Ireland: An Excerpt

Today I will tell you of my Irish summer. Of hills as green as forever and old men who smile with their songs and sing with their eyes. I’ve always dreamt of roaming the Irish countryside and reading James Joyce over pints of Guinness. Or dancing a reel with a freckled boy in a tweed hat. And even though I only made it to page 100 in Portrait of an Artist, and my neck muscles twitch when I sip Guinness, and even though Phil is blond and palefaced and refuses to dance in public, even though all those things, it was still just like my dreams.
We landed in Dublin (me, Phil and our friend Tiffani), hopped in our shiny rental car and drove north, feeling very grown up and amazed at the smooth roads. Our first stop was the Hill of Tara, where people have been coming for a million years to be spiritual and communal, but where we were mostly wet (it was raining) and intimidated by the bullying sheep (they were everywhere). It really did feel like we were in some Irish infomercial, what with all that soupy green rolling for miles and woolly sheep loping casually past the bathrooms. It’s amazing, really, how much Ireland lives up to its stereotypes.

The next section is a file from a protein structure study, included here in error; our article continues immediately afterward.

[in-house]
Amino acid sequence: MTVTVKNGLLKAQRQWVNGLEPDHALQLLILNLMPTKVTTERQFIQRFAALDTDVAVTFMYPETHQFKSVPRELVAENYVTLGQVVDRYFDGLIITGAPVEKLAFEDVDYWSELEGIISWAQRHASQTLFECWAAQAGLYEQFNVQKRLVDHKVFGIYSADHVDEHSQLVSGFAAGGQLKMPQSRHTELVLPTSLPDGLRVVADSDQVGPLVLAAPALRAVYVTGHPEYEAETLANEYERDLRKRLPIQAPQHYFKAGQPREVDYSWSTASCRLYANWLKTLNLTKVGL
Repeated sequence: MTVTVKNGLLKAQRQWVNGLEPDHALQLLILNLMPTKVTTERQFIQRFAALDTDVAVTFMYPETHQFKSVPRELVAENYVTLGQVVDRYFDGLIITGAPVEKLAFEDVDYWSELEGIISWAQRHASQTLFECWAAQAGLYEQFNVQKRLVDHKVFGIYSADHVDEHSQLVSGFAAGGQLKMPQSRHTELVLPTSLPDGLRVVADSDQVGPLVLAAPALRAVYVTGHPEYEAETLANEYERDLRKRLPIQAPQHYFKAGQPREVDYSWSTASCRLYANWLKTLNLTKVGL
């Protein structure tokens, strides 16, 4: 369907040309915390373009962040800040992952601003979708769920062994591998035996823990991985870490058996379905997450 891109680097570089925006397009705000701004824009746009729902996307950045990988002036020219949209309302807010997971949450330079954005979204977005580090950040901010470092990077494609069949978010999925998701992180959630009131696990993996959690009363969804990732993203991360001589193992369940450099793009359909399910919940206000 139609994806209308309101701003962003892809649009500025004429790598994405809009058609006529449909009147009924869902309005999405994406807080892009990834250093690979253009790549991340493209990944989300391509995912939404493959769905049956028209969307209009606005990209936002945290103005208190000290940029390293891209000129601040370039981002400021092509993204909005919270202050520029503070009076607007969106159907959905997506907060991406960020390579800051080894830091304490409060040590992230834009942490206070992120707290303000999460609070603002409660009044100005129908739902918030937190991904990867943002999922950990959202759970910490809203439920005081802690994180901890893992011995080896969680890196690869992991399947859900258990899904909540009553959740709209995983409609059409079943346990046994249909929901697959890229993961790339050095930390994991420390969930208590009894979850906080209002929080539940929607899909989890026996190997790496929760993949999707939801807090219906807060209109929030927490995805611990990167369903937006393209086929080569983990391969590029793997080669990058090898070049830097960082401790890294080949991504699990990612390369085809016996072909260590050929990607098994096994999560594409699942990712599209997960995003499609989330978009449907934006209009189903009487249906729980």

And then that night, our first evening in Ireland, we stumbled into one of those moments that make you re-adjust your vision of heaven just to make room for it. We sat in the corner of a little local pub and watched with wonder as one by one, old men with mysterious black cases under their arms came through the door. They called out greetings to the bartender, who was pouring their Guinness before the door had even swung shut, and they gathered at the table right beside us, the lucky voyeurs of a secret gathering.
Finally, eyes twinkling, grinning conspiratorially, they opened all those black cases, pulled out fiddles and accordions and Irish drums, and started playing. There were six or seven of them by now and a large wobbly woman who sat in their circle and encouraged them with her smiles. They sang and they laughed and they drank gallons of Guinness, just like they’d been doing every night for fifty years and probably their fathers before them. They flirted with us from behind their guitars and white whiskers, and the old drunk man in the red sweater kept trying to buy Tiffani drinks. I’ve never felt so lucky…

Leave a Reply